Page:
The Australian’s overall record might be patchy – with serious dunts and serious disappointments – but there have been some fine victories. Never, though, a genuine statement win … a night when a big shot from one of the top five leagues are sent away with tail between legs. These don’t come along often for Celtic in cross-border competition, to be honest, and are becoming increasing rare. Indeed, the last such success was all of three years ago, in the Europa League. That took the form of Neil Lennon’s side thrillingly edging out Lazio 2-1 in Rome. To not only snare the club a first competitive win on Italian soil but secure the top spot in a continental group as had previously proved beyond them.
Celtic welcoming RB Leipzig to their backyard for Tuesday’s Champions League assignment provides Postecoglou with the opportunity to carve out his own niche in the club’s cross-border jousting. It was put to him that a victory would be of no little significance when Celtic are without a home win at the most exalted level of European competition since a 2-1 success over Ajax all of nine years ago. He mockingly recoiled at being informed of that grim stat, and petitioned that the absence of any such wins since – the Parkhead denizens unable to celebrate defeating a rival in the environment across seven subsequent evenings – couldn’t be laid at his door. Of course, only the encouragement-offering 3-0 loss to current holders Real Madrid last month is in that bracket. A result that gave way to a creditable 1-1 draw against Shakhtar Donetsk and last week’s 3-1 reverse in Leipzig that has left Celtic with one point before they host the Germans and Ukrainians in their next two Group A outings. And at a crossroads in their bid to progress to the latter stages. This would likely be assured were they to claim full points from these home confrontations, while anything less would leave them open to all other possibilities.
A wholly admirable Postecoglou trait is that his pre-match media duties for this week’s pivotal Champions League fixture represented one of the few occasions in his 15-month tenure he shirked any onus in a Celtic context. And he certainly won’t do that should Leipzig prove too strong for his team again. Only with one proviso, though. He was left exasperated by feeling his players became inhibited by thoughts of “self preservation” after drawing level in Germany. And he simply cannot countenance a similar scenario against Marco Rose’s men a second time around.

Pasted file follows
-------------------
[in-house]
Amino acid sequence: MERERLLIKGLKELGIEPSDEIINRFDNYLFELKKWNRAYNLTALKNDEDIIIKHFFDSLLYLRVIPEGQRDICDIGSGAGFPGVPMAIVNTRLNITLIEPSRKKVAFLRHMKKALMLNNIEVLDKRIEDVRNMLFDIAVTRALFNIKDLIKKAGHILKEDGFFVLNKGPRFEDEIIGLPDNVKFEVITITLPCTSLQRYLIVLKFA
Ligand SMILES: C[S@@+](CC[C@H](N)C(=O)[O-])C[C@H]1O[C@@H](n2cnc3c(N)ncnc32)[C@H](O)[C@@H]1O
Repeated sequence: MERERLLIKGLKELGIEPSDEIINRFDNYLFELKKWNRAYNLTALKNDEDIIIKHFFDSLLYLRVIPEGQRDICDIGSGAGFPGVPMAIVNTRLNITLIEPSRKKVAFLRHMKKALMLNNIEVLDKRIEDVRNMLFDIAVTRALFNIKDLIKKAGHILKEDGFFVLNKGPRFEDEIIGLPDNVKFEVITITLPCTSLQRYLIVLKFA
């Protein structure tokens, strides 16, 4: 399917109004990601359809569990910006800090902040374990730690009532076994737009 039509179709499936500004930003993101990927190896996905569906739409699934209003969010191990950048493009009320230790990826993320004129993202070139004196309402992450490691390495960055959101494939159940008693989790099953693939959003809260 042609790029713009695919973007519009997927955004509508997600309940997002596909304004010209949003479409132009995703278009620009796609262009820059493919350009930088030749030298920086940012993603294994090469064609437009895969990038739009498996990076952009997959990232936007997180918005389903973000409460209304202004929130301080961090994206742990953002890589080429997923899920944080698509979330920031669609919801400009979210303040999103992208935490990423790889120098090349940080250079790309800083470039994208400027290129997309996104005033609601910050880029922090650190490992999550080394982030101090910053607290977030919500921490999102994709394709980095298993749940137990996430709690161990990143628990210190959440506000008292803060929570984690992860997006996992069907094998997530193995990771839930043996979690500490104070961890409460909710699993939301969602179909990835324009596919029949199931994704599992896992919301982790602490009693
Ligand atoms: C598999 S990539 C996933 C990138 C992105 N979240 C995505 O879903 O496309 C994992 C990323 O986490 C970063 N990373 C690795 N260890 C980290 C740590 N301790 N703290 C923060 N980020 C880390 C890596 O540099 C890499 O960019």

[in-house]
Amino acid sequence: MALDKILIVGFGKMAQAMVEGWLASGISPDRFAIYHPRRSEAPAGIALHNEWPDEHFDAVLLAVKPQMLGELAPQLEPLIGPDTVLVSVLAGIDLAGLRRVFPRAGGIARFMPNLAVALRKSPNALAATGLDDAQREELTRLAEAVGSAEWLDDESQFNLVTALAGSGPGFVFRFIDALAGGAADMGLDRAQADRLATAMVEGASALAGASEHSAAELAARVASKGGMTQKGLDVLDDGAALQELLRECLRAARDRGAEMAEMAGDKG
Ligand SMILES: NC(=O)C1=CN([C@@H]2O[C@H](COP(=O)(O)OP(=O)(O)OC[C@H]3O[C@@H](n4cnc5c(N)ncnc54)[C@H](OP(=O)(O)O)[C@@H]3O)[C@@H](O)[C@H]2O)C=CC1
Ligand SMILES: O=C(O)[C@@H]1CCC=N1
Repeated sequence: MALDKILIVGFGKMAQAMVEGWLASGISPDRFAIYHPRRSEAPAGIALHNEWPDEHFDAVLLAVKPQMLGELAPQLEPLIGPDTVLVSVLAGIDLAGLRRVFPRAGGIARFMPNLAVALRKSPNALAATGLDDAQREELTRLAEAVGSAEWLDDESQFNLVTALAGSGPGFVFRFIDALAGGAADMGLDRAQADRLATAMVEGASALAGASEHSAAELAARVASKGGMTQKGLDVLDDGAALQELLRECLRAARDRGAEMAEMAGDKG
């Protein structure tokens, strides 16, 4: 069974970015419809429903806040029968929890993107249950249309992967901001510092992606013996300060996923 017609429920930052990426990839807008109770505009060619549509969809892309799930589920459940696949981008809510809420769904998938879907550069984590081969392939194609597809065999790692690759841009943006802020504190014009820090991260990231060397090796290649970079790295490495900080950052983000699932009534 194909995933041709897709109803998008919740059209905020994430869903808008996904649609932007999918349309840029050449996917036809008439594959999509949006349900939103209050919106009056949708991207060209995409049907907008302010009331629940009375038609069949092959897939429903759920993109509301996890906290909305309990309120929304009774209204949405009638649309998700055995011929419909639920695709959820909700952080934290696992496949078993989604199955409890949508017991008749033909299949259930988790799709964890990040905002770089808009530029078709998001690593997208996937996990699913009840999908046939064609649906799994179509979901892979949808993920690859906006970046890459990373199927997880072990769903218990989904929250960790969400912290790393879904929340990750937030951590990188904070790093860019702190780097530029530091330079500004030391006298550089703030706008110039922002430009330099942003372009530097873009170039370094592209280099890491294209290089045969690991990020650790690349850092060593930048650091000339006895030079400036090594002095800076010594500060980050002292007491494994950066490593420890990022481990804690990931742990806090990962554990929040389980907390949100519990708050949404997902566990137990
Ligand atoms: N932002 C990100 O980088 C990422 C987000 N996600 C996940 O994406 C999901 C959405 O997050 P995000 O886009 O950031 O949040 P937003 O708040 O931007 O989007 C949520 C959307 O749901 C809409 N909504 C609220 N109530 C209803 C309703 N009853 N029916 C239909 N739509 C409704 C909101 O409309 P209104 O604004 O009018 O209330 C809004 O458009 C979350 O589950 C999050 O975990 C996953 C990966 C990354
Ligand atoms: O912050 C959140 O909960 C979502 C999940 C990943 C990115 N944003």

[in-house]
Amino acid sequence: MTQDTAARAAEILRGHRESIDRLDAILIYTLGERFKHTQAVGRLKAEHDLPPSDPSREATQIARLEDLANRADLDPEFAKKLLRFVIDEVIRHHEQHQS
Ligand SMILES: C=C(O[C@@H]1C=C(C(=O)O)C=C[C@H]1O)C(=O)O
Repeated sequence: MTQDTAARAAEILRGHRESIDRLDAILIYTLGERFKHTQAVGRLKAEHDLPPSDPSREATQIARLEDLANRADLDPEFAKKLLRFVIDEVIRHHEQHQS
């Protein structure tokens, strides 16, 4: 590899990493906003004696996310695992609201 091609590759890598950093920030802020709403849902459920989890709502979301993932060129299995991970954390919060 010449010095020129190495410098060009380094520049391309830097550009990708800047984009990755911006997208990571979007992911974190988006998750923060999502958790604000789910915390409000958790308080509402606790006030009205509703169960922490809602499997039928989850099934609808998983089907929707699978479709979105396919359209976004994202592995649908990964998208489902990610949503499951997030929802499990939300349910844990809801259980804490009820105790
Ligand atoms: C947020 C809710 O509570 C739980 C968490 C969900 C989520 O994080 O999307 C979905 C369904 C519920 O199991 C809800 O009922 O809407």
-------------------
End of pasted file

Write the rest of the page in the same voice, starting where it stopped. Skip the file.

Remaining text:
“It’s human nature, particularly with the group we have,” he said. “They’re still experiencing something new. It’s by trying to show them that they have protection if things go wrong. I’ll take the responsibility for it. Don’t fear. It’s only human nature that, playing away from home in a Champions League game and you’ve equalised, you feel like you are really in the game. You’ll tighten up a little bit and think ‘Jeez, a point in Leipzig would be brilliant, we don’t want to give away this point. Instead of passing forward, maybe I’ll just hit the safe pass. Instead of making a run forward, maybe I’ll just sit here in case we lose the ball.’ So, that’s all the process. It’s just human nature. It’s about trying to show the players and get them to understand that’s not the way we’ve set up to play, it’s not going to help us in our endeavour to be successful. And if it does go wrong in doing what I want them to do then I’ll take responsibility.
“If you want to improve, if you want to get better, you’ve got to get out of that sort of insecurity you have about anything and be bold in your approach. That’s my view, anyway. Others will have a different view. But that’s kind of my view why we play our kind of football. It’s why we take the approach we do. It’s why I sign the players I have and put the team together the way I have because it’s designed to play this kind of football. If I had a different approach and we were set up a bit more defensively structured, I’d have different players in there and we’d play a different way. So, it doesn’t suit us anyway.”
The ‘fortress Celtic Park’ baloney cranked up for such nights – where the home team have failed even to score in eight of their past 11 Champions League games – can be discarded in looking for reasons as to why Postecoglou’s team can get with his programme fully. However, the very dynamics of playing in the hyped-up arena can suit his team’s purposes since they practically ensure the Celtic players won’t go into their shells. The human nature element here is for that not to happen.
“Yes, I think so. Absolutely that’s the case,” he said. “Even the first game against Real, I think if Callum [McGregor]’s strike goes in instead of hitting the post, I don’t think you would’ve seen us going into our shell – even at 1-0 up against Real. I think, with the crowd behind them and being at home, that would’ve encouraged you. But, again, we’ve got to experience all these things. The [Leipzig game] was the first time we’ve been away from home [in the Champions League] and got ourselves back into the game. It was kind of the opposite against Shakhtar, we really went for it at the end and we should’ve got a winner. But we were going for it, we weren’t settling for a point. But again it’s another level up. So for me it’s just part of the journey we’re on, part of the process we’ve got to go through.”